How do people justify cheating? • Everybody does it • I like being an outlaw • It was exciting to push the limits • Nobody was getting hurt • Nobody was watching • Rules don’t mean much to me, I’m bigger than that • It doesn’t make a difference anyway • Little to lose and much to gain by it • It helped me overcome my unfair disadvantage • I had to do it to win! • The rules weren’t clear but it seemed to me it might be OK • The rule I broke was unfair anyway Hat tip: AB7E
“All the guys at the top are cheating” • No, they are not • There are a few bad apples – this is true in any sport • They don’t last long • This belief is the primary reason for cheating - in virtually every sport studied!
“I’m not a big gun…it doesn’t matter if I cut corners a bit” Yes it does! Bad habits early on become seriously bad habits later Your reputation is established early Dealing with temptation is hard…“It’s easy to just give in! And it keeps getting easier.”
Honor Code • You are responsible for your own reputation • Follow the rules! • Don’t participate with people who cheat • Lead by example • You never know who is listening or watching • Don’t do anything you would not want to be made public • Be vocal • Confront cheating when you see it • Every incident is an opportunity to teach proper behavior
Peer Pressure • Social pressure by members of one's peer group to take a certain action, adopt certain values, or otherwise conform in order to be accepted. • Good • Encourage others to follow the rules • People respect those who are true to their beliefs • Bad • Letting others influence you into not doing the right thing • “everyone else is doing it."
From “The Code of Birding Ethics” If you witness unethical birding behavior, assess the situation, and intervene if you think it prudent. When interceding, inform the person(s) of the inappropriate action, and attempt, within reason, to have it stopped. If the behavior continues, document it, and notify appropriate individuals or organizations.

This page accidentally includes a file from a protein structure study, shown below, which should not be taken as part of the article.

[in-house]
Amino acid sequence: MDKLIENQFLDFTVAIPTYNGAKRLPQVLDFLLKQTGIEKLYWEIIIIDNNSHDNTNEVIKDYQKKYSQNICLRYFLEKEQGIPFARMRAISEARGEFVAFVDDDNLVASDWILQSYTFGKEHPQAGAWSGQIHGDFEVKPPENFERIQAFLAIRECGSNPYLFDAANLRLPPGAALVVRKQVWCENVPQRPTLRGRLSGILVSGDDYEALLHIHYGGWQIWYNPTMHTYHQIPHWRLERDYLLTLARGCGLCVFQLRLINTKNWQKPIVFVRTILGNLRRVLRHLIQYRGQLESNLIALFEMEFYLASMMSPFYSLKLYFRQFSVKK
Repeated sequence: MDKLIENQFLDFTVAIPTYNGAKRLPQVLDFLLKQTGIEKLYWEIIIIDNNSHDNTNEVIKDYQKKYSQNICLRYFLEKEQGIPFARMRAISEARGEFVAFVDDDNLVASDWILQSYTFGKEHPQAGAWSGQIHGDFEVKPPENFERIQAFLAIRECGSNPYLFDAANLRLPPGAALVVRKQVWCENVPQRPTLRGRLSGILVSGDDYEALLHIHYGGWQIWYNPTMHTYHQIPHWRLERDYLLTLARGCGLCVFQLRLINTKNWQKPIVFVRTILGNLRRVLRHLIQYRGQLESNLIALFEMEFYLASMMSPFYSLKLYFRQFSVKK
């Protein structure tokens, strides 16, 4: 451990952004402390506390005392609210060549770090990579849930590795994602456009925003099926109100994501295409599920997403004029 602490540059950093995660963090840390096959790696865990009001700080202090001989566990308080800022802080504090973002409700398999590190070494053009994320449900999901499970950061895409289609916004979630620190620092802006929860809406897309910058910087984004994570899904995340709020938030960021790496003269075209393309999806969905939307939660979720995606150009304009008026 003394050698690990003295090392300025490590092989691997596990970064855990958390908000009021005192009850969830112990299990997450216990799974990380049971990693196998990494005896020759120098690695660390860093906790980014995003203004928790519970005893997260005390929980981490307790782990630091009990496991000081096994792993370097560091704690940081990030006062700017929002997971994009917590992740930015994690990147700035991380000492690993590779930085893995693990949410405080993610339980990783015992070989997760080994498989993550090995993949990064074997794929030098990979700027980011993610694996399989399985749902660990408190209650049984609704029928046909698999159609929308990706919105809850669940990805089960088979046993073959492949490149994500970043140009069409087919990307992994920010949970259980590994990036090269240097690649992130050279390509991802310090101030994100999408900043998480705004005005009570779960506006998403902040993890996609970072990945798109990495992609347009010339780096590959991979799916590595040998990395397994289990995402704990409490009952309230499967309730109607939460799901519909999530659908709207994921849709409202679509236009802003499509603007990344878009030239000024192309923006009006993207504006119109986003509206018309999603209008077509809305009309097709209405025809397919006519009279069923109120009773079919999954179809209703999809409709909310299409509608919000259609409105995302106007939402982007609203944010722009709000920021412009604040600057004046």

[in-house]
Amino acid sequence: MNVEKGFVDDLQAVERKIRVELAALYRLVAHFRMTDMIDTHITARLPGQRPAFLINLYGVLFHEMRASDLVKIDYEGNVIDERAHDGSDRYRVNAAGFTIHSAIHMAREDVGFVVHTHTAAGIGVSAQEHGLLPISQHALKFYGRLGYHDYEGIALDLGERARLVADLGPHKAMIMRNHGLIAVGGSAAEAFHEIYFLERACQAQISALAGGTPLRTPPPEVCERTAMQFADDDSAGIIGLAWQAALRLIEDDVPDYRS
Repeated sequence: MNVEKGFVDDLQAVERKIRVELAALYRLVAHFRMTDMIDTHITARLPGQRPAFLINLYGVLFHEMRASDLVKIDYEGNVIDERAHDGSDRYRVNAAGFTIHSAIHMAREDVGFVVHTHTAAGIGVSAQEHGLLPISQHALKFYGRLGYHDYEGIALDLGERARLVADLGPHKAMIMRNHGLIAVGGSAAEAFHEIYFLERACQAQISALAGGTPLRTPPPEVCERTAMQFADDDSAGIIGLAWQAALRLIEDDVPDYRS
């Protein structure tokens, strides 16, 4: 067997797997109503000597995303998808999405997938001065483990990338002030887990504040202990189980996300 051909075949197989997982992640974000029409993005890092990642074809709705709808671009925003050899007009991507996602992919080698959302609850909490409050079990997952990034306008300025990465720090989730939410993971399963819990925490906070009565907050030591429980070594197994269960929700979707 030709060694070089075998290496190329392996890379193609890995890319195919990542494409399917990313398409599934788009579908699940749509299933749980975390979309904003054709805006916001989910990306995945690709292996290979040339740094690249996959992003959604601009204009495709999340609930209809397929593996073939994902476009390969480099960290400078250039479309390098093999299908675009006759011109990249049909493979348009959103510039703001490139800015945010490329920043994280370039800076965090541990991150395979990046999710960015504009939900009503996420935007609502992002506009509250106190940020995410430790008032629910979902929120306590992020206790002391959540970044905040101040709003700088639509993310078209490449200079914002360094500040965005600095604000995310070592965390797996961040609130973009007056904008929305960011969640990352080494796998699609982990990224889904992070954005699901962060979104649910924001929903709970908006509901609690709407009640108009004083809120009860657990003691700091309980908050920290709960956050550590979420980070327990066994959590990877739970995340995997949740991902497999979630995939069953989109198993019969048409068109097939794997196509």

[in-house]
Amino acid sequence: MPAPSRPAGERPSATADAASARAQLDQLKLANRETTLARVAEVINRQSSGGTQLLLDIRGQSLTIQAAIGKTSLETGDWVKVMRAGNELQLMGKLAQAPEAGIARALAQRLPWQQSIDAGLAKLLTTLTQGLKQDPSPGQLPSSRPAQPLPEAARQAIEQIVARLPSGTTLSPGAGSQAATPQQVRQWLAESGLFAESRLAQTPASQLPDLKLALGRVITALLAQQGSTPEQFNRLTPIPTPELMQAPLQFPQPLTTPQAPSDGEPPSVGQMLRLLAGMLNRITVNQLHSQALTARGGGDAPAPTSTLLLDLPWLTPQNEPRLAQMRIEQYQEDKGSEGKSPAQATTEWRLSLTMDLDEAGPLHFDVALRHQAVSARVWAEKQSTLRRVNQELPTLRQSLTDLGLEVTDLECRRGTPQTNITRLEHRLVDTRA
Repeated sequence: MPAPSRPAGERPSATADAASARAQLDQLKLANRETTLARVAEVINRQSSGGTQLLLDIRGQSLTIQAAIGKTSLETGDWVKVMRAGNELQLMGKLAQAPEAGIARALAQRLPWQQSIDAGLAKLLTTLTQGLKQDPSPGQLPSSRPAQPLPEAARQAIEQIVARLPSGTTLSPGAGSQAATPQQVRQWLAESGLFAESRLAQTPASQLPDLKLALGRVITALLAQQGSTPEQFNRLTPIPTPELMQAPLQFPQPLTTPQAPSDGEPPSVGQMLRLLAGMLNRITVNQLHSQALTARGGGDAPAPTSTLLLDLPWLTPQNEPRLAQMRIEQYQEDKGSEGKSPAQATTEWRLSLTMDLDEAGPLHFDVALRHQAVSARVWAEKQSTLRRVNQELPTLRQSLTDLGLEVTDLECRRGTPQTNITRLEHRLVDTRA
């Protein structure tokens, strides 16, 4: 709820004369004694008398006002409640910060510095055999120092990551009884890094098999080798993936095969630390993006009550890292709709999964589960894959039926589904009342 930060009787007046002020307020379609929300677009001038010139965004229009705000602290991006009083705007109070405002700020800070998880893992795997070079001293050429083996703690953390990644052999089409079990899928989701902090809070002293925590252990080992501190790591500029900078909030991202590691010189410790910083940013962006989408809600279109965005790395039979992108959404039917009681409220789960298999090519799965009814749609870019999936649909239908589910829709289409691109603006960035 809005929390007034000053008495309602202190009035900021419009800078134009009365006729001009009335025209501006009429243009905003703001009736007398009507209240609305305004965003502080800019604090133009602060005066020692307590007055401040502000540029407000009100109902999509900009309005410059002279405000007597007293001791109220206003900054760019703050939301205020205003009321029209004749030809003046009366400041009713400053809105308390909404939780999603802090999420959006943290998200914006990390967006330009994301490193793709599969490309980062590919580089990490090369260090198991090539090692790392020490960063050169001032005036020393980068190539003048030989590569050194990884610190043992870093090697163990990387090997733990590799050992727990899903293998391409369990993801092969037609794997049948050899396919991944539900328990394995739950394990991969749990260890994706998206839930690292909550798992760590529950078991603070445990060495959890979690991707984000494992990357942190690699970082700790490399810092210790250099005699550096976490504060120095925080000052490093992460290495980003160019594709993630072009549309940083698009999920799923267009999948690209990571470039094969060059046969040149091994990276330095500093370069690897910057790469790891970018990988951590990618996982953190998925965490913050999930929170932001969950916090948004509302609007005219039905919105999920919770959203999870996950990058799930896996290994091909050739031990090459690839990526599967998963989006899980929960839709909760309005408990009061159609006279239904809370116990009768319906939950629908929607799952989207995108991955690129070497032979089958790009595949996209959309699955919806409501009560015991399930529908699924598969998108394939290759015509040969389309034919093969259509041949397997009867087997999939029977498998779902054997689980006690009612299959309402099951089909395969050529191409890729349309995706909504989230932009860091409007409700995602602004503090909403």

Applying Positive Peer Pressure • Be aware of your motives • Is it personal? • If necessary, enlist others to help deliver the message • Give the benefit of the doubt • They may not realize what they are doing is against the rules • Choose the right time • Can they listen without feeling attacked? • Don’t be angry or accusatory • Treat the issue as a mistake, not a crime • Focus on actions, not character • Be there • People cheat because they see others get away with it • Not confronting the problem hurts everyone
Scenario 1 • You discover a local contester uses cluster spotting and enters as single operator unassisted. What do you do? • He doesn’t win anything so assume it doesn’t matter • Avoid speaking to him ever again • Publicly call him a cheater at the next club meeting • Send a letter to the contest sponsor • Call him up and ask if he is aware of the rules for the single-operator category
Scenario 2 • You are invited to a multi-op and upon arrival, you discover they are running 2.5 kW. What do you do? • You are there, loud is good, operate anyway • Turn the power down to 1500W when you are operating • Loudly encourage the other ops to follow your example • Quietly ask the owner if he always runs this much power • Leave • Send a note to the contest sponsor and FCC
The Contest Code of Ethicswww.wwrof.org I will learn and obey the rules of any contest I enter, including the rules of my entry category. I will obey the rules for amateur radio in my country. I will not modify my log after the contest by using additional data sources to correct callsign/exchange errors. I will accept the judging and scoring decisions of the contest sponsor as final. I will adhere to the DX Code of Conduct in my operating style (see dx-code.org). I will yield my frequency to any emergency communications activity. I will operate my transmitter with sufficient signal quality to minimize interference to others.
The RIGHT way to do contesting • Play fair • Obey the rules, remember this presentation • Try to do better next time • Improve your skills, station • Make your enjoyment of contesting be about the journey, not the destination
Who are you? • What does winning the contest mean to you? • How important is your radio identity to you?
Who is the final judge ? • “Yeah, I know that guy. He cheats.” - Anonymous Contester The person in the mirror Your peers
Acknowledgments This presentation draws on material developed by Ken Adams, K5KA (SK), Randy Thompson, K5ZD, Doug Grant K1DG, Larry Tyree N6TR, and Dave McCarty K5GN Analogies with birding originally developed by Dick Norton, N6AA